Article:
5. Proper orthography is essential to not disturb a reader’s journey through the story, I think. Typos only kick you back into reality and point the finger on the fact that you are actually reading something instead of fighting dragons. I agree with James Pailly. A few typos are no fiasko, but if there are too many of them, I am thrown out of the story’s atmosphere.

    When I’m editing stories in front of the screen, I have the tendency to look for logical mistakes or for the right words if I’m unsatisfies, but I tend to overlook typos. I only notice them once I print the whole thing out and can read it on paper. Unpractical, but for me it’s the best way to really get rid of as many typos as possible.

    • I definitely agree with you and James. A handful of minor typos over hundreds of pages is only to be expected. I don’t judge that. It’s when there was obviously no or minimal proofreading done that I get annoyed 🙂 Two very different situations.

  6. It’s scary to think that a crucial point in the plot of a novel could be torn to confusing shreds from misplaced negatives, apostrophes. Combing through some of my stories, I find this happening quite often and it is definitely something to have nightmares about. Perhaps if I get scared enough of them I’ll be more vigilant. The nightmares may have a use of their own.

    • Don’t let yourself have nightmares 🙂 That’s no fun at all. Just get someone else who has a good eye for detail and knows grammar doublecheck your proofreading for you. That should be enough to catch anything serious enough to impede comprehension.

  7. I fear typos, but not as much as I used to. I’ve come to accept that I’ll slip up once or twice. It happens even with an editor and, like you said, 9 out of 10 readers will be upset with a slip from time to time. That 1 can be a real pain.
    Not sure if it falls into the first category, but what about different words that sound the same and spell differently? This is probably rare, but I’ve seen it a few times. The most infamous was a friend in high school who wrote ‘the girls tied ribbons around their wastes’. Everyone who read his paper told him it was ‘waists’ and he kept forgetting to change it. At least the teacher got a laugh.

  8. A great post and good points 🙂 I hate when my word processor automatically corrects, drives me up the wall!

  9. very true…..there will always be typos I’m afraid, but the less the better

  10. I have found some uses for typos in early drafts for helping to spark random ideas within my brain – that perhaps take a story in a different direction.
    But your post is so right, it is keeping them to a minimum and realising you are just a slip away from your own ‘twenty anuses’ moment.

  11. This post really helped me! Thanks!

  12. Reblogged this on Choices and commented:
    Every revision pass through my novel-in-progress uncovers more typos. Is there no end?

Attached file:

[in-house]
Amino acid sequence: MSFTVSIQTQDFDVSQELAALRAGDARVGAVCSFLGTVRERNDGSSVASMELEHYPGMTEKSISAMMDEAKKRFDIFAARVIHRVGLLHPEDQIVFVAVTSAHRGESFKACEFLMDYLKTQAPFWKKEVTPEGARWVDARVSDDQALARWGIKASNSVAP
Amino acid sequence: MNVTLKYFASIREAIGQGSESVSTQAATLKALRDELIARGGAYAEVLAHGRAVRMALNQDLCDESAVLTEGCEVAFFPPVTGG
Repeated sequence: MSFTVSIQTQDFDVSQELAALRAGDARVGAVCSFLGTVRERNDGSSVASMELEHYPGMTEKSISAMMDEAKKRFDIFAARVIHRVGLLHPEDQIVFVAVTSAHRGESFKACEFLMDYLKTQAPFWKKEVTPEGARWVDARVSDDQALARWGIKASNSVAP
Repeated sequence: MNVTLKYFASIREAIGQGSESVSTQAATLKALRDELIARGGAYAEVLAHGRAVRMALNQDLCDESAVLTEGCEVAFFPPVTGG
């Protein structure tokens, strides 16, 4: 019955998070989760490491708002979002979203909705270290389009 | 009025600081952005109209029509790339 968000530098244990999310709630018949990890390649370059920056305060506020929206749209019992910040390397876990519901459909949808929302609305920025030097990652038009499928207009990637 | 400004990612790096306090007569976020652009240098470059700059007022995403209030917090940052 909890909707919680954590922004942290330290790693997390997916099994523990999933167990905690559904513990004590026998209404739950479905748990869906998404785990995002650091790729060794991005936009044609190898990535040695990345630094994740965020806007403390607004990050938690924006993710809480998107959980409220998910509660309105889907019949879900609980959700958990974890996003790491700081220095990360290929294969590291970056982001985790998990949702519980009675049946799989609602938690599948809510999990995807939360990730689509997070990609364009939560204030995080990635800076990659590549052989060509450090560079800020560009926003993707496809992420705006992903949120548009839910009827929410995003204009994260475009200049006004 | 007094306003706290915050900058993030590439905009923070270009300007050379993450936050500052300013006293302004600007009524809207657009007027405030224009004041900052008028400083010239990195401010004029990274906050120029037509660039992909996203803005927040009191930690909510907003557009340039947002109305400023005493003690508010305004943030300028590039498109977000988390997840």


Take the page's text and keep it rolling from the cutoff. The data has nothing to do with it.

13. Typos have been the cause of a few panic attacks. I try hard to avoid them but I know they happen. I was recently published in a well-known book of short stories, as I read my story aloud to my family I felt horror race through my veins when I realized they omitted a word at the end of my story. It wasn’t an edit, it was an oversight so it looks as if I forgot a word. Yikes!
    Thanks for another great post!

  14. I found this out the hard way. When I wrote my short Christmas story for the anthology, it was looked over by me, my roommate (a good editor in her own right, and avid reader), and the editor. Then me, my roommate again after corrections. Then it was sent to the one in charge, and he looked it over. This was after I submitted it. It was published and I noticed that there were two typos that we either all missed, or it was edited in. So, since rights are back to me, when I re-submit it on Amazon, I will fix those. I was so upset about it, because I worked so hard on that story. 😉 One typo that you mentioned was a good example for me. The who and whom. I am reasonably good with grammar, but this one always stumps me. I either use who, or change it to insert a different word. When do you use whom? I’ve read up on it many times, but for some reason this is a hard one for me to grasp. Thanks again for a great post. 🙂

    • Whom is an object pronoun, so you use it as an object: either a direct or indirect object, or (most commonly) the object of a preposition: to whom, for whom, etc. Where I get confused is when that “who/whom” looks like the object of one thing and the subject of a different verb!

  15. Thanks, Victoria! That finally makes some sense to me. I don’t know why I have such trouble with that particular word. I think you’re right about how that would be confusing if representing an object and a verb. Wouldn’t you just use it separately. Don’t ask for whom the bell tolls, it tolls for thee.Who asked the question? Maybe that isn’t a good example, but I know what you mean. 🙂